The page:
Tendulkar throws light on ‘monkeygate’ scandal

Updated - November 17, 2021 02:08 am IST

Published - November 06, 2014 02:48 am IST - New Delhi:

Prime witness to one of the biggest controversies that rocked Indian cricket, Sachin Tendulkar has finally spoken about the anger and sense of betrayal he felt during the ‘Monkeygate scandal’ in Australia.

Writing in his autobiography —— ‘Playing It My Way’ —— Tendulkar wrote “Anil Kumble (the then captain) and I took the lead and it was unanimously decided that we would boycott the tour if Bhajji’s ban was upheld.

“I want to state very clearly that the incident arose because Andrew Symonds had been continually trying to provoke Bhajji and it was inevitable that the two would have an altercation at some point. While walking up to Bhajji to try to calm things down, I heard him say ‘Teri maa ki’ (Your mother...) to Symonds. It is an expression we often use in north India to vent our anger and to me it was all part of the game,” the batting maestro said.

“I thought the matter had ended with Bhajji’s dismissal and later I was surprised when I was told that the Australians had lodged a formal complaint at the end of that day’s play, apparently alleging that Bhajji had called Symonds a ‘monkey’, which was being treated as a racial insult,” he added.

After the game Tendulkar said match referee Mike Procter took an exceptionally long time to conduct a hearing necessitated by Australia’s complaint against Harbhajan.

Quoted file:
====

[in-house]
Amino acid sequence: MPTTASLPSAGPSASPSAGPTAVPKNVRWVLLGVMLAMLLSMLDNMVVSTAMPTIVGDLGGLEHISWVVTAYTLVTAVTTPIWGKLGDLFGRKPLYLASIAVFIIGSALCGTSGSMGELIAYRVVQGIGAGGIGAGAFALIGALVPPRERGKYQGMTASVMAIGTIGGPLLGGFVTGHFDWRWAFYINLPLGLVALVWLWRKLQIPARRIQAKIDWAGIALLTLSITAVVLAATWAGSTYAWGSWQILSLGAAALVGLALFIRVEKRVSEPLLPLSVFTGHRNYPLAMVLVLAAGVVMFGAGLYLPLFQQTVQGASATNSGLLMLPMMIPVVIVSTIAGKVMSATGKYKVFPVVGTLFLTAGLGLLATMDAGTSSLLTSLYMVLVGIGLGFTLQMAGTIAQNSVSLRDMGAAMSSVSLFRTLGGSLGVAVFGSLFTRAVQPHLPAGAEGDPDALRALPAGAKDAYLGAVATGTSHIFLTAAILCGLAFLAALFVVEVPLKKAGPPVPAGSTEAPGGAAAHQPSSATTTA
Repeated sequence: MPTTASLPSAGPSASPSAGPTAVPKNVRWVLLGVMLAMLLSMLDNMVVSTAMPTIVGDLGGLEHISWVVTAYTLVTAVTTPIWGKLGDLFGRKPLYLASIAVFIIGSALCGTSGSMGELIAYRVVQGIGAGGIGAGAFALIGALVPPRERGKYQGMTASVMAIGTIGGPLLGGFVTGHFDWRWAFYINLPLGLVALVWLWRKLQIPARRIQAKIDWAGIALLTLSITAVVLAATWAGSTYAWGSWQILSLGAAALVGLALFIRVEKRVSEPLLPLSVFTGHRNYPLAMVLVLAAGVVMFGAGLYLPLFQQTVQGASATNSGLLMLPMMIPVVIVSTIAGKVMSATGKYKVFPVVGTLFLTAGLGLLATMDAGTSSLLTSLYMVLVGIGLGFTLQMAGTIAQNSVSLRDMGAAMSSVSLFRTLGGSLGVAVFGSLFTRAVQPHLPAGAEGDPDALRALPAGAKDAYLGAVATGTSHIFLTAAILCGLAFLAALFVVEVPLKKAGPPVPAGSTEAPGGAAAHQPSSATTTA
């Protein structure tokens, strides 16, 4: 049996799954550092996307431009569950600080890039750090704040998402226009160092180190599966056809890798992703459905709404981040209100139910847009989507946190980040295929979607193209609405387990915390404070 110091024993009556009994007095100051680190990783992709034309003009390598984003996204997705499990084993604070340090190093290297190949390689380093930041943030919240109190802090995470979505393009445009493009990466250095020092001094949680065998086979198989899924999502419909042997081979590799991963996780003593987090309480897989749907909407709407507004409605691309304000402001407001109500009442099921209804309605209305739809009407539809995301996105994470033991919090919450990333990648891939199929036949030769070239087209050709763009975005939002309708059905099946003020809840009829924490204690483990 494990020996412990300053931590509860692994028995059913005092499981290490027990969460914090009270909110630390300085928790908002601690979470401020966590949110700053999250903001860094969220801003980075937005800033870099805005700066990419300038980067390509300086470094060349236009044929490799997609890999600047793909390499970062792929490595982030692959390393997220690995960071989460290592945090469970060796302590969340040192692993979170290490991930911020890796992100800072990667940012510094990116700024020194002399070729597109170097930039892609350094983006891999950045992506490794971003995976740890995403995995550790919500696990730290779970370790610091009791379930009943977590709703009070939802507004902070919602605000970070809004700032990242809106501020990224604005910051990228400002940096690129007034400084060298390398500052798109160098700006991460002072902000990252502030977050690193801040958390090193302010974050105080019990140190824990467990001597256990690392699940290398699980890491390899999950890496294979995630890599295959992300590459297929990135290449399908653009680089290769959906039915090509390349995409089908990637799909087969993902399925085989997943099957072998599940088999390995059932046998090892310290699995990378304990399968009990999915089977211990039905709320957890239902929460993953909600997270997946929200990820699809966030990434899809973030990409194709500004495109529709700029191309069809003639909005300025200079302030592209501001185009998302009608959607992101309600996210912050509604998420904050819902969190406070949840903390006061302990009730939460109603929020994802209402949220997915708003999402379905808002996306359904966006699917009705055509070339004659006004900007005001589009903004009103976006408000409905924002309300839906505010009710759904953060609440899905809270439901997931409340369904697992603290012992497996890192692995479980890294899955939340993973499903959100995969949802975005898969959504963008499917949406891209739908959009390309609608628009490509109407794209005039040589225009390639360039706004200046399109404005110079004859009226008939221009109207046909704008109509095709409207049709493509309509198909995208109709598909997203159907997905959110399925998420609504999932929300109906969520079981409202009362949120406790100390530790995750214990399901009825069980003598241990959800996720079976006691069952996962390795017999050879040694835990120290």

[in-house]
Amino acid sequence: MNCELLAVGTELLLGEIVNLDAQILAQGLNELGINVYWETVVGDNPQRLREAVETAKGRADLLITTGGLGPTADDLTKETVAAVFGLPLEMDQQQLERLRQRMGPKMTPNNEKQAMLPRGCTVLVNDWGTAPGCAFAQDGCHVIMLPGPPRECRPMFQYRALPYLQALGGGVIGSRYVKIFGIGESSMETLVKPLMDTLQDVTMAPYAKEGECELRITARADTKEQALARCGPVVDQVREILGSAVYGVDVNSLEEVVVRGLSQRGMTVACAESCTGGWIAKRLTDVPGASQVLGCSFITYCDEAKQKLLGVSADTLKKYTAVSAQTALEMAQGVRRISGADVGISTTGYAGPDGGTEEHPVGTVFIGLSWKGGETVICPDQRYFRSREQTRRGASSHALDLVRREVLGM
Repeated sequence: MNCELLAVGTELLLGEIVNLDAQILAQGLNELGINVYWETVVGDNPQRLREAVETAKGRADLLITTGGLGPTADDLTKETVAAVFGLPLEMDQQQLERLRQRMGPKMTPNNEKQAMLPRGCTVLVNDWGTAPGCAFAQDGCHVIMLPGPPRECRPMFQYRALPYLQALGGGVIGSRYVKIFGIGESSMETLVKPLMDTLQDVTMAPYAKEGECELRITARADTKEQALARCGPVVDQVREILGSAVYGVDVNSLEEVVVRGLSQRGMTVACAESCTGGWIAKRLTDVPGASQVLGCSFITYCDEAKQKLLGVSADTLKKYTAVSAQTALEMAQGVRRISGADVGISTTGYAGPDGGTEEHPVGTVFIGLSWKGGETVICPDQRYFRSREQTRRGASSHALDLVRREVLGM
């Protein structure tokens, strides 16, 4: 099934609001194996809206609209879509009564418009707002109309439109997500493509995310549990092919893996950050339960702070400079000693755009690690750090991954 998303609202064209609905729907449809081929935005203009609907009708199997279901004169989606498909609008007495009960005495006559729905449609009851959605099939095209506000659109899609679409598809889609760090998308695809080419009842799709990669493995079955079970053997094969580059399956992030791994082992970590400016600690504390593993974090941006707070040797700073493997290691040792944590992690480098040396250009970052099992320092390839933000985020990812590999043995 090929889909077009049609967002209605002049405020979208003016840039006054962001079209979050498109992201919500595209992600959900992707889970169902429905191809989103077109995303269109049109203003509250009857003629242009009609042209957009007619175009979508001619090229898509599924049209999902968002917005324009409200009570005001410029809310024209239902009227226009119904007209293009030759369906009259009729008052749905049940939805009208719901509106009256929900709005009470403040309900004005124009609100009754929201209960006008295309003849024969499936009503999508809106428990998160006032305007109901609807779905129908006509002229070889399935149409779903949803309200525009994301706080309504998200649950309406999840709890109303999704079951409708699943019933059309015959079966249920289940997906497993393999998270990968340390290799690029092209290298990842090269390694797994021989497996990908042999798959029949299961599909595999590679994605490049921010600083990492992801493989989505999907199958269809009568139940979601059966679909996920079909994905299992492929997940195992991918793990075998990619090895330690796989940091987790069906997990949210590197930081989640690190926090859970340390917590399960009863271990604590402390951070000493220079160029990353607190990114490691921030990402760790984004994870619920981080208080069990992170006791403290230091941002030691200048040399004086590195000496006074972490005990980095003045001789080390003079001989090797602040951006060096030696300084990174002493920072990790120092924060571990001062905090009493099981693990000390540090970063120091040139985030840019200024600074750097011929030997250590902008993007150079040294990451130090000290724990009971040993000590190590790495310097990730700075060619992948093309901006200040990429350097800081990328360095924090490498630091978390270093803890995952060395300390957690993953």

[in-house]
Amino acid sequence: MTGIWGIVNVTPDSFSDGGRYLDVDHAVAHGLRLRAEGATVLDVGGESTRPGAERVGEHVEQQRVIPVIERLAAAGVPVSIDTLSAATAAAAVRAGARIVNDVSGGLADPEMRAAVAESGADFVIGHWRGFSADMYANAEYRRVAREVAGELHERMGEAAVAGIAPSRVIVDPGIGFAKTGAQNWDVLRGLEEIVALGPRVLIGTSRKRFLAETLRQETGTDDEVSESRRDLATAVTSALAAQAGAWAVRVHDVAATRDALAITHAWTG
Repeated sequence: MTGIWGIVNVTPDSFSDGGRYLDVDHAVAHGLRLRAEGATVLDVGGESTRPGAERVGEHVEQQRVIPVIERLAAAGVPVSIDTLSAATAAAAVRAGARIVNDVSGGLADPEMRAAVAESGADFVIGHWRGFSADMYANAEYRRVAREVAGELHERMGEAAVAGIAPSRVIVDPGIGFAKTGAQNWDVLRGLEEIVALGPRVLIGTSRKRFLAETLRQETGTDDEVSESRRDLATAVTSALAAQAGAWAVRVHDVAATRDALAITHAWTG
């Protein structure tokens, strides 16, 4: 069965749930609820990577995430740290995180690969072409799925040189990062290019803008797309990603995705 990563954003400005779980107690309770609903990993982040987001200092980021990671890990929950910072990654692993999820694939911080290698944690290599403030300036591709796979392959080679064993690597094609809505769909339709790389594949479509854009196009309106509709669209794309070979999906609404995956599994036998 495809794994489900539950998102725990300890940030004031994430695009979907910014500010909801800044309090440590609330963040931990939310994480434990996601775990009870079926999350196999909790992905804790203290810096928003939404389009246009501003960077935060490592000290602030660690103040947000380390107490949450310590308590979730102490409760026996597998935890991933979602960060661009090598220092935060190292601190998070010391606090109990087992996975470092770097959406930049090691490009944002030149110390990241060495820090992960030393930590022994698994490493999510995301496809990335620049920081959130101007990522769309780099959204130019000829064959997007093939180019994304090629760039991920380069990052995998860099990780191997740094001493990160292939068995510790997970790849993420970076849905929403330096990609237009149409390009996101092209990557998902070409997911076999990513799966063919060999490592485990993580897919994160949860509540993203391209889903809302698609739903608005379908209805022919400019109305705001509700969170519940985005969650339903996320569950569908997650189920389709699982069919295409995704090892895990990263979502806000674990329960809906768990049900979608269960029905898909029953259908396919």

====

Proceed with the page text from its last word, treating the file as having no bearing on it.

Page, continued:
“While it was distressing to hear that Symonds felt he had been racially abused, it was equally distressing to observe what Bhajji was going through. As far as we were concerned, he had retaliated in the face of provocation, which was par for the course in an Australia—India cricket match.

But he did not racially abuse another cricketer,” he recalled.

“The hearing was conducted rather strangely, it seemed to me, with the Australians and Indians asked to testify separately, without the other side being present in the room.

This certainly didn’t improve the trust between the Indian and Australian players. I was the principal witness because I was batting at the other end from Bhajji and I recounted the incident to the match referee in detail,” he said.

Tendulkar goes on to say that Procter left him seething in anger by claiming that only one group had told the truth during the hearing.

Tendulkar said the ban imposed on Harbhajan left the team furious and players did not wish to continue the tour if the sanction was not revoked.

“I must reiterate that we were very serious about the boycott. If Bhajji’s ban was upheld, it would mean an acceptance of guilt and imply that Bhajji had racially abused Symonds, which he most certainly had not.

“We were fully prepared to accept the consequences of walking out of a tour, knowing that such an action might have resulted in the ICC banning the Indian team. The issue was now bigger than just Bhajji. Indians all over the world felt slighted and we felt it was our responsibility to stand up for our cause,” he said.

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